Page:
You might be thinking, but what will speaking up do? We need you to understand that every voice matters because we are speaking for those that had been stripped of theirs. You may also be thinking there is so much awareness. The number of girls subjected to this must be falling. That is far from the case. The number has been steadily rising, and is projected to rise to 4.6 million girls in the year 2030. Anything more than zero is already too many.  Speak up against injustice and pledge to fight for all the little girls around the world being dragged into apartments or doctors’ offices and having their bodies permanently changed. Speak up for your daughters, your sisters, your cousins, your mothers, and your aunts. Speak up because this is not a choice; it is oppression.

Fiction, Truth, and Female Genital Cutting: A reflection of the fireside chat with Farzana Doctor

On October 4th, Sahiyo partnered with acclaimed Canadian author and WeSpeakOut cofounder Farzana Doctor to host Fiction, Truth, and Female Genital Cutting: A Fireside Chat. During this intimate conversation, we had the opportunity to hear from Doctor about her latest novel, Seven. Compelling and passionate, Seven follows the journey of Sharifa, a woman trying to better understand her past of having undergone female genital cutting (FGC) in order to move forward. The first of its kind, this novel takes an unflinching look into the reality of the fight to end FGC, or khatna, as it is known in the Dawoodi Bohra community.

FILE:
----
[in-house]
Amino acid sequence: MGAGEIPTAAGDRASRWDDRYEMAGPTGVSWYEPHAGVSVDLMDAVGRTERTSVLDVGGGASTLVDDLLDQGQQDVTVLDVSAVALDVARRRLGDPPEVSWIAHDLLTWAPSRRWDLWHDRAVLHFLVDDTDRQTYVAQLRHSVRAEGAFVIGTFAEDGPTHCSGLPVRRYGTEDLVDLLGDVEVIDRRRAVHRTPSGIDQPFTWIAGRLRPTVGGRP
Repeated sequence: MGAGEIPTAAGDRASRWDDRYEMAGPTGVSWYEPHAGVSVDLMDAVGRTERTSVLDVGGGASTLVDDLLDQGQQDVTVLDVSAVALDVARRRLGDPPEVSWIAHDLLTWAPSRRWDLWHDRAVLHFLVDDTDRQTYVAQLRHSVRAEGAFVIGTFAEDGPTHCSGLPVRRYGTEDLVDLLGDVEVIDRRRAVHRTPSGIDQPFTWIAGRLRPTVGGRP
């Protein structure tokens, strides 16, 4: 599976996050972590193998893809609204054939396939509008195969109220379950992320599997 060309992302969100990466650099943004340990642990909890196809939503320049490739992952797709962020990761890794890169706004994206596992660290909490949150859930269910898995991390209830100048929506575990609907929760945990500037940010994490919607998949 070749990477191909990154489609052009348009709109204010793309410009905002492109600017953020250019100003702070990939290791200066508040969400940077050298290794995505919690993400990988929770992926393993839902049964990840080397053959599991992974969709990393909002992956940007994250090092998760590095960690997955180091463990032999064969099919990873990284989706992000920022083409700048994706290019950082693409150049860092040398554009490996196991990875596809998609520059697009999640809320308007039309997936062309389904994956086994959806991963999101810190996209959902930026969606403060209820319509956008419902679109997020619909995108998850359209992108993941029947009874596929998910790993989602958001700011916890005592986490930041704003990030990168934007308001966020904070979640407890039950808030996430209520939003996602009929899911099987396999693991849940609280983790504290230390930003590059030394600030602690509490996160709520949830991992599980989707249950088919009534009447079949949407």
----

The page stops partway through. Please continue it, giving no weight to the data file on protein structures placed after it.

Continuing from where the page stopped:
During the conversation with Mariya Taher, a co-founder of Sahiyo, Doctor explored how the book was influenced by her own family history and experiences, and the delicate line she had to walk while trying to discuss such a difficult topic. Particularly powerful was her explanation of how writing the book, and her activism in general, has helped shape her understanding of khatna. While Seven certainly condemns the practice, Doctor also works to show the complexities that come with practices like khatna, such as the fact that the perpetrators are sometimes victims of the practice, as well. While the book specifically looks at the practice of khatna, its overall message about the importance, albeit difficulty, of trying to end the cycles of shame and violence that burden women speaks to the reality of women everywhere.  

After the formal Q&A, the guests had the opportunity to ask Doctor questions about her writing process, activism, and to share their own experiences. While Farzana Doctor was the main speaker of the event, participation from all who attended was really what helped the chat flourish. The fireside chat proved not only to be an opportunity for guests to learn about Doctor’s work, but a chance for them to expand their community and share their experiences in the fight to end FGC globally. Attendees were from the United States, India, and Germany.

From exploring the intricacies of sexuality, marriage, female friendship, cultural norms, and the ongoing fight to end khatna, Fiction, Truth, and FGC: A Fireside Chat with Farzana Doctor was an eye-opening and educational event. For those who were unable to attend, or would simply like to learn more about this event, the link to the event recording and transcript of the formal Q&A portion of this event is attached below.

Listen to the formal Q&A portion of this event.

Read the full transcript of the event.

Purchase Seven via the following links:

United States: bit.ly/orderSevenUS 

Canada: bit.ly/orderseven

Audiobook: bit.ly/sevenaudiobook